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Devuan 2.1 Released - Still Delivering Debian 9 Without Systemd

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  • #61
    Originally posted by aht0 View Post
    If you look upwards and read it over again word-by-word, you'll notice it wasn't quite what I said. There was one important conditional altering the meaning subtly. I wasn't using 'when' there, I used 'if'. Which shows I considered it as probability, not quaranteed when.
    What you said is still wrong. First, using breakable crypto is just that, breakable crypto. It's still crypto. Second, you do not know if journald's crypto is breakable. Third, you know about such thing as "editorial synthesis"? You may not have said that "journald log sealing is security by obscurity", but you strongly hint at that. Which is false.

    Originally posted by aht0 View Post
    Potential weakness(es) in algorithm(s), weak key(s), programming error(s) [which are quaranteed to happen]
    Programming errors can happen in any software. Potential weaknesses can happen in any invented algorithm. You cannot use "what-ifs" as a valid criticism.

    Originally posted by aht0 View Post
    brute force attacks using quantum computers - uhm, can you claim forward-sealing to be quantum-safe? If not then applying quantum computing means that crypto might as well not be there at all.
    Again, wrong. You cannot judge an algorithm by its resilience to yet-unknown or yet-impossible types of attacks. "What if there was an attack that breaks all known crypto? Then all known crypto is worthless, uh-oh!" It's an unproductive way to lead a discussion. There are no known attacks on journald log sealing, period.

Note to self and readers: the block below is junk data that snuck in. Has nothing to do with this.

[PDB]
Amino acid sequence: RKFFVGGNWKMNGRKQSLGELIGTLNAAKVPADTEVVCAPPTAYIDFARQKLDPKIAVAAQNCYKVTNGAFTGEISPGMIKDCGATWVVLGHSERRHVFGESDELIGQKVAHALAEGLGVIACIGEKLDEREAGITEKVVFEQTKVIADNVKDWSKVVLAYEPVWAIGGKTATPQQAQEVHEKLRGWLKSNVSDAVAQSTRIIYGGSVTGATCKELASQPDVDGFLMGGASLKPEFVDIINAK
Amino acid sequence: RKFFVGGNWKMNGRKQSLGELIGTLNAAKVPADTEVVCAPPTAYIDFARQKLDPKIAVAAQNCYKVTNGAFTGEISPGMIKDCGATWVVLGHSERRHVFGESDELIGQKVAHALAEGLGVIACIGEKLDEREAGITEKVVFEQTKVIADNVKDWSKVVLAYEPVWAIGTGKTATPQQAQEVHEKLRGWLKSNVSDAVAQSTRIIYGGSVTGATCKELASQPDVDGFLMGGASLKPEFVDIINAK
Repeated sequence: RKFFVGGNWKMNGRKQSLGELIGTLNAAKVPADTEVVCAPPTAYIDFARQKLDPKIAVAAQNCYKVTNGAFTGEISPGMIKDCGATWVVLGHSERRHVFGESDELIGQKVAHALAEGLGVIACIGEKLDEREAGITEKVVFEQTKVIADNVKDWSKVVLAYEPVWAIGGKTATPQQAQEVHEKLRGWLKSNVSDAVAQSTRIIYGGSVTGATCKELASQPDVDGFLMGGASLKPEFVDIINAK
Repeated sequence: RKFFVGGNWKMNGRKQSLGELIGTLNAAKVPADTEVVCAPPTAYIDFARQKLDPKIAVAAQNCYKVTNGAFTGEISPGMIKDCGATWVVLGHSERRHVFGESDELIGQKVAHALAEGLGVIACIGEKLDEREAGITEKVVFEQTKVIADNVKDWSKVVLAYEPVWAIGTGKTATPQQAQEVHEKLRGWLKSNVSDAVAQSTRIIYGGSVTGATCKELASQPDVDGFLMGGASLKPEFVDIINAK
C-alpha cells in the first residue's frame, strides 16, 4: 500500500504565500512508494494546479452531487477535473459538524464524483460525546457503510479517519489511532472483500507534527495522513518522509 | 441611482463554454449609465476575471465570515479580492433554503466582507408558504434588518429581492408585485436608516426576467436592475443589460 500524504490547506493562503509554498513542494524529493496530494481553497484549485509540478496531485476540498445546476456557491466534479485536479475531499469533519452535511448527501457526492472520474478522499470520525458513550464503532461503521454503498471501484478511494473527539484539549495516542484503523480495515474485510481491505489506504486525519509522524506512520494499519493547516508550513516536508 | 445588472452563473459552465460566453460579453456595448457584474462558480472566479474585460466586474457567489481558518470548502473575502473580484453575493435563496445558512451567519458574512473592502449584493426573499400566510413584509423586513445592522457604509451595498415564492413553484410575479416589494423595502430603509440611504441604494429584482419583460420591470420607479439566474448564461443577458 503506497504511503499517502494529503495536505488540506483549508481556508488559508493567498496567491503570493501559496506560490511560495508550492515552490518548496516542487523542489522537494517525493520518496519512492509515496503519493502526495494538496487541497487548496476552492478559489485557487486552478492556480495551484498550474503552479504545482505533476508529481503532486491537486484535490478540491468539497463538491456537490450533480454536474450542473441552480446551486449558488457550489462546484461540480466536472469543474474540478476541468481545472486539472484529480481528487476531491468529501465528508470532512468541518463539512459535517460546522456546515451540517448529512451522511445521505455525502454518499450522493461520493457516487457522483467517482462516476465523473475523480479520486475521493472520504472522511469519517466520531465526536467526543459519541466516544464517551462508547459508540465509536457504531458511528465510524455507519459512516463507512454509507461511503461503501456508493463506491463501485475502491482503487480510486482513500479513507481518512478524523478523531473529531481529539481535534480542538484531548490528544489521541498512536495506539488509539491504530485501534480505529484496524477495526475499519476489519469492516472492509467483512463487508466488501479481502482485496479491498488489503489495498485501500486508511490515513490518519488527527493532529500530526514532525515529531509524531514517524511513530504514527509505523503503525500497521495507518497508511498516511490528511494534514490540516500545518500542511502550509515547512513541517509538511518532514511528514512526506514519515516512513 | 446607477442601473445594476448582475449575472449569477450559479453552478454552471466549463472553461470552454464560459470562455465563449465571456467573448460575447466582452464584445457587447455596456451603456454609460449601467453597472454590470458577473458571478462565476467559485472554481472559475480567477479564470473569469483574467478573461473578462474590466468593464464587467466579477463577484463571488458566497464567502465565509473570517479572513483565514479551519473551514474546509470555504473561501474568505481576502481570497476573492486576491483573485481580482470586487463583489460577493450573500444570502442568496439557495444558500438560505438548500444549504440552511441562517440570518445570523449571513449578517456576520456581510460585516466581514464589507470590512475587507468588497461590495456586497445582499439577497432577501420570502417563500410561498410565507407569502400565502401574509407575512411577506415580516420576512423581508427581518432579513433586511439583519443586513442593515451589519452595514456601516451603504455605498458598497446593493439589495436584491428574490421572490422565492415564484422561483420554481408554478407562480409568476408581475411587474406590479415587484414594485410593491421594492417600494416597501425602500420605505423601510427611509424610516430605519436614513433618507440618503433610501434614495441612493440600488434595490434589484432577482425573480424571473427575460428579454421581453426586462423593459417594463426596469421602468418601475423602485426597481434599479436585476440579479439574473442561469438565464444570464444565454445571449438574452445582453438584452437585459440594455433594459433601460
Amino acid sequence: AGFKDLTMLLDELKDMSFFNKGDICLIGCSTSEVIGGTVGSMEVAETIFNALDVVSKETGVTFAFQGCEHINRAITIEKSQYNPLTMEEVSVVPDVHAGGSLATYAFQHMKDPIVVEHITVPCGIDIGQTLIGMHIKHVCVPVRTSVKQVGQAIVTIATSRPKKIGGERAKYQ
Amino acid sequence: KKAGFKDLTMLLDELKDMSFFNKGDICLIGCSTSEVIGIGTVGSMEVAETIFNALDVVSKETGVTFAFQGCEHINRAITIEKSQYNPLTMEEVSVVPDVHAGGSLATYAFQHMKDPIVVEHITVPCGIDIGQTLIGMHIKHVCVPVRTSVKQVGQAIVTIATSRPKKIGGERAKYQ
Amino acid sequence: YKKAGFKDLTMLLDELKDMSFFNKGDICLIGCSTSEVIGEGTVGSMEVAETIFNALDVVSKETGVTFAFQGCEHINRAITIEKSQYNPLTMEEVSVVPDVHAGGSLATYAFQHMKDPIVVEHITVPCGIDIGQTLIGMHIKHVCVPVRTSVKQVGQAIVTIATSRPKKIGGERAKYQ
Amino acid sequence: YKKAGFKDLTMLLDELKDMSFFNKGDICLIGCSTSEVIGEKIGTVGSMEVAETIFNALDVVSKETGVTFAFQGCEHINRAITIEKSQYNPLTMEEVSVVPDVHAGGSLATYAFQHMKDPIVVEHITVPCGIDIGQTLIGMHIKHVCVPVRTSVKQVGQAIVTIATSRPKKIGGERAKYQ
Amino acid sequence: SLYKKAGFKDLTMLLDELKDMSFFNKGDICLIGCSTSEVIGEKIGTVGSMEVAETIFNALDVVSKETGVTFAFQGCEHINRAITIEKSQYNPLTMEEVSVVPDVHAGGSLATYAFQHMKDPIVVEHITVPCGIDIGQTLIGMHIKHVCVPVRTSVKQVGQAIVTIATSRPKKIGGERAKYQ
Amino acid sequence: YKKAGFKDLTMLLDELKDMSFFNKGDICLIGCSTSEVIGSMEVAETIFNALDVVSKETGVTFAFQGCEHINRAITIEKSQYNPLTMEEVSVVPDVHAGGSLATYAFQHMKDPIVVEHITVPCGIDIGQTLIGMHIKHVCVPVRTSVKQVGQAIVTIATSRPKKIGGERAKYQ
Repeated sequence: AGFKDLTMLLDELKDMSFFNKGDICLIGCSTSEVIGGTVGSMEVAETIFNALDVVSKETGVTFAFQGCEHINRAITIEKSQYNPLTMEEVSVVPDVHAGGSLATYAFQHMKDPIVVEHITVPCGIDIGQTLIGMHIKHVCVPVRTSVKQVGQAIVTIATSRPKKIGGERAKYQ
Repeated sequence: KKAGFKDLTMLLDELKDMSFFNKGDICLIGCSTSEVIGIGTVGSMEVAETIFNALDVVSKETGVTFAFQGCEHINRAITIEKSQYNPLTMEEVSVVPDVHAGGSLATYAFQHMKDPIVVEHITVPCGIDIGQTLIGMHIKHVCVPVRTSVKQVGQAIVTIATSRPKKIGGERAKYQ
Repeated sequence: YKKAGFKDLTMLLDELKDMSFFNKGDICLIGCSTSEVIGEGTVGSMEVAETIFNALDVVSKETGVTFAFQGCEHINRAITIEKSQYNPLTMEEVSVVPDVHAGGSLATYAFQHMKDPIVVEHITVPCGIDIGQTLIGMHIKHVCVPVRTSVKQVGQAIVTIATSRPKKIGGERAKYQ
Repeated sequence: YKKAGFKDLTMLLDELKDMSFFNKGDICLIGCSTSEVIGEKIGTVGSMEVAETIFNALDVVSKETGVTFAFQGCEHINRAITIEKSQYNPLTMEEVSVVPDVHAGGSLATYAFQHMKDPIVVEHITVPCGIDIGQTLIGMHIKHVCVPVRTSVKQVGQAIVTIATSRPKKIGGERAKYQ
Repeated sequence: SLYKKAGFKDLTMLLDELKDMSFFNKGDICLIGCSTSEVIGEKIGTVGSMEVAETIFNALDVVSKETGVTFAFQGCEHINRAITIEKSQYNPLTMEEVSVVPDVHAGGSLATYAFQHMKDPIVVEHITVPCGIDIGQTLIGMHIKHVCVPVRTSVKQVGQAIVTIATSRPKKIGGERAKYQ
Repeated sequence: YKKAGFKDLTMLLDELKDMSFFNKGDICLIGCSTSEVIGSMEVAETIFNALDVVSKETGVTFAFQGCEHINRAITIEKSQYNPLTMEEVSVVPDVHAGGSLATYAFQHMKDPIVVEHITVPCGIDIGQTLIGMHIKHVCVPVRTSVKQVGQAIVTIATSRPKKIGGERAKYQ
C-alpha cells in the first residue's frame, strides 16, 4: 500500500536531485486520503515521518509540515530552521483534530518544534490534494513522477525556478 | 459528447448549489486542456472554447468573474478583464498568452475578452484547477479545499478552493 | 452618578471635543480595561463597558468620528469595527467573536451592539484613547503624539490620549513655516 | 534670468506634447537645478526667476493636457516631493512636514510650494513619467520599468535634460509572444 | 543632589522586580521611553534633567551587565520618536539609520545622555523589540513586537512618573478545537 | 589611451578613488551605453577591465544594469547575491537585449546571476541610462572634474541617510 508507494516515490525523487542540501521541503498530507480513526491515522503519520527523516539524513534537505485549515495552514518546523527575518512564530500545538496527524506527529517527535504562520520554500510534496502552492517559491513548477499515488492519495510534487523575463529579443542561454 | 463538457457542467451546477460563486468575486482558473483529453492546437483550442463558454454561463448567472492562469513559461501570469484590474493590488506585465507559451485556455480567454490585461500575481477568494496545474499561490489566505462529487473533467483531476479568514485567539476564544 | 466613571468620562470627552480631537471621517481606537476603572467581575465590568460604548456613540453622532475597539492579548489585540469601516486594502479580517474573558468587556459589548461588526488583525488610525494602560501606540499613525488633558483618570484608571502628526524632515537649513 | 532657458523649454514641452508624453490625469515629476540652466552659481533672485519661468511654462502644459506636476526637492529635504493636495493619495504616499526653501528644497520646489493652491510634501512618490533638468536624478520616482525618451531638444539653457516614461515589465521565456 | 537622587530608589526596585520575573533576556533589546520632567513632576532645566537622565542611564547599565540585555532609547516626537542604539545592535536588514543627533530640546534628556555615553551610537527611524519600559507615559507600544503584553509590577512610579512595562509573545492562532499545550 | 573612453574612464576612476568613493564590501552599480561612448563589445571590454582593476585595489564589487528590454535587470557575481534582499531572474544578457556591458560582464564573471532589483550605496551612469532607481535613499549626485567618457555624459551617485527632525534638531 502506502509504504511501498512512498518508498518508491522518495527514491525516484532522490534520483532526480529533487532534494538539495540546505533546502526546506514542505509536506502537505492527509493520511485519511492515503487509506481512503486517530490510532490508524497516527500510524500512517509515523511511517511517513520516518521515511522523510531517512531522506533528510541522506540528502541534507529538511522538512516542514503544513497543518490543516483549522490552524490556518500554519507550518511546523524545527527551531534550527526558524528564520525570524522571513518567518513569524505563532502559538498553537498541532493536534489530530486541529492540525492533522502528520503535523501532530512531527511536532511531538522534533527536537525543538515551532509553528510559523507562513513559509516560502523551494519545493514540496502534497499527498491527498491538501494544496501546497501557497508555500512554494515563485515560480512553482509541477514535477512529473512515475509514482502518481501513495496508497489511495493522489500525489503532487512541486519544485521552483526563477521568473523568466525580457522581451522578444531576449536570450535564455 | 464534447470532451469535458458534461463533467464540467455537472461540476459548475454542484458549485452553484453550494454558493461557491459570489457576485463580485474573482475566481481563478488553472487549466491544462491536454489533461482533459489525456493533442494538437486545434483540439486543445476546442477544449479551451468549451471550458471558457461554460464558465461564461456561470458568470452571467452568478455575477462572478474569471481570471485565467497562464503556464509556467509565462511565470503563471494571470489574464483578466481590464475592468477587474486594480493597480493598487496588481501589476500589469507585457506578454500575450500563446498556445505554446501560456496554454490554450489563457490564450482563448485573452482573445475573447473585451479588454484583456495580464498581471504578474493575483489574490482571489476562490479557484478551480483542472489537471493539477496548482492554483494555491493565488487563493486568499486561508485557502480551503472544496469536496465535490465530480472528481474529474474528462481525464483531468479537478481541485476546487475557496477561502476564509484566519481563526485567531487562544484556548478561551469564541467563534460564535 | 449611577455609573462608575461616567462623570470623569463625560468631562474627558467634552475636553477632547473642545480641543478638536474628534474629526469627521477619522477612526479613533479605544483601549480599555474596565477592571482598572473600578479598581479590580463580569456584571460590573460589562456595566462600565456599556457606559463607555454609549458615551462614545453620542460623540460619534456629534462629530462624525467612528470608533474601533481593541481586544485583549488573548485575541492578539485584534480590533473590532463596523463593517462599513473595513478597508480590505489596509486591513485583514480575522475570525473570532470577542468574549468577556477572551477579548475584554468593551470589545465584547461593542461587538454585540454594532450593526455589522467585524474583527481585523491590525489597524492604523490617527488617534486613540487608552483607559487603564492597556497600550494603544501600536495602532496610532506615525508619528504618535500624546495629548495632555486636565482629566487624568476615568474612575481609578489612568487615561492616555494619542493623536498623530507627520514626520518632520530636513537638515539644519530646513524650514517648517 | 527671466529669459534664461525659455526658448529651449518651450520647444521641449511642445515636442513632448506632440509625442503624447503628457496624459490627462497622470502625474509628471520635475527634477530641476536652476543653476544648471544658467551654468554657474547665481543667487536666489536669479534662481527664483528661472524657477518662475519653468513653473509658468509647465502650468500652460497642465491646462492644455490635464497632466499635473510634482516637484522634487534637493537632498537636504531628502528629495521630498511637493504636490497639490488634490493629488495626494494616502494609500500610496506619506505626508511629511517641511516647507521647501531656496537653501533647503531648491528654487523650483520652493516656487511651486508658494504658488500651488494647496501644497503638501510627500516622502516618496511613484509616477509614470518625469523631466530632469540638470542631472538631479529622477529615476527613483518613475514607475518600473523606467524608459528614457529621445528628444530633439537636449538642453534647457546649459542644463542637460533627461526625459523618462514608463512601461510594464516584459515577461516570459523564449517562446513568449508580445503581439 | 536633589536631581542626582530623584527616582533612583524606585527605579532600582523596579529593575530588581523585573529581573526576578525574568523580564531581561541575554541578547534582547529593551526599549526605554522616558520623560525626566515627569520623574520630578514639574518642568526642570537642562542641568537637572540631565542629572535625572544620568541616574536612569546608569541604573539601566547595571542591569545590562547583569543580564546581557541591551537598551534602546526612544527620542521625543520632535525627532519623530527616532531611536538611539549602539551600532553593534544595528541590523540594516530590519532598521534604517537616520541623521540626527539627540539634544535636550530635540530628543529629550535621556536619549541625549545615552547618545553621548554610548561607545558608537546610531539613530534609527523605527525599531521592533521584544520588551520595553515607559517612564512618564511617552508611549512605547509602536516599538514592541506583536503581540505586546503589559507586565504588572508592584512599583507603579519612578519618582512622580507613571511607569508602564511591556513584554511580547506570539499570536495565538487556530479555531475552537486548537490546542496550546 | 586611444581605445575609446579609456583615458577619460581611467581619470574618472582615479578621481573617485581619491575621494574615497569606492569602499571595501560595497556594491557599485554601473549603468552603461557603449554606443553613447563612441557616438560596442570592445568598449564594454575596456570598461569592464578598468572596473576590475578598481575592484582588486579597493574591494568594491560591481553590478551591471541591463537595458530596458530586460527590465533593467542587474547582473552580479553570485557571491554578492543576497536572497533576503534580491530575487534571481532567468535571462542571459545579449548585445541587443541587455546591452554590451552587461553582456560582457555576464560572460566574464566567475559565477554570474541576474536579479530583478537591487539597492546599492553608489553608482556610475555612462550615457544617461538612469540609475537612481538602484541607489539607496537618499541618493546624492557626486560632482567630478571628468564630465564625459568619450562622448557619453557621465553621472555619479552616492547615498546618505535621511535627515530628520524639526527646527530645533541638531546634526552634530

Originally posted by aht0 View Post
    Intelligence agencies (at least U.S and Chinese should have quantum computing capability for some time now, considering that first models have been reaching public over the past few years, tech available for intelligence is generally well-ahead of what could be available for public even for obscene amount of money)
    I'll give you fun fact: who's RHEL's largest customer?: U.S military-industrial/government complex. Verified by US Army's Maj.General Nicholas Justice, who happened to come public with that tidbit of information.
    <tinfoiling skipped>

    Originally posted by aht0 View Post
    But then we may see some new CVE's, which would allow attacker to crash systemd component(s) and achieve priv.escalation. Let's recall CVE-2018-16864, CVE-2018-16865 and CVE-2018-16866. Quite recent actually (less than a year). These caused systemd-journald ITSELF to crash and enabled takeover of a system.
    Vulns happen.

    If anything, then systemd is significantly better protected against vulnerabilities than absolute majority of other software out there. See all those settings in journald's unit file? journald is sandboxed to hell and back. I'm not even sure if those CVEs are actually exploitable.

    Originally posted by aht0 View Post
    My preferred approach would be "less code, less feature creep".
    Let's just throw out computers? No code, no vulnerabilities possible whatsoever. You see, all that code actually does useful things. If you throw out some code from systemd, you will have to add it back somewhere.

    Originally posted by aht0 View Post
    systemd is actually awesome idea but it's design and implementation have proven to be disgusting show of "let's try this & we know better & this is feature not a bug & we won't fix".
    Are we still talking about security or you're just venting at this point that systemd closed your favorite bug as WONTFIX? And yes, what's wrong with design of systemd? Point by point.

    Originally posted by aht0 View Post
    Yes. But once it was presented as an argument supposedly proving systemd's inherent superiority, it had to be dissected at length, right?
    I don't know anything about "inherent" superiority. Log sealing is just a secondary feature in one of the optional components of the systemd suite. And yes, I'm all for dissecting at length, but the quality of your dissection is honestly lacking.

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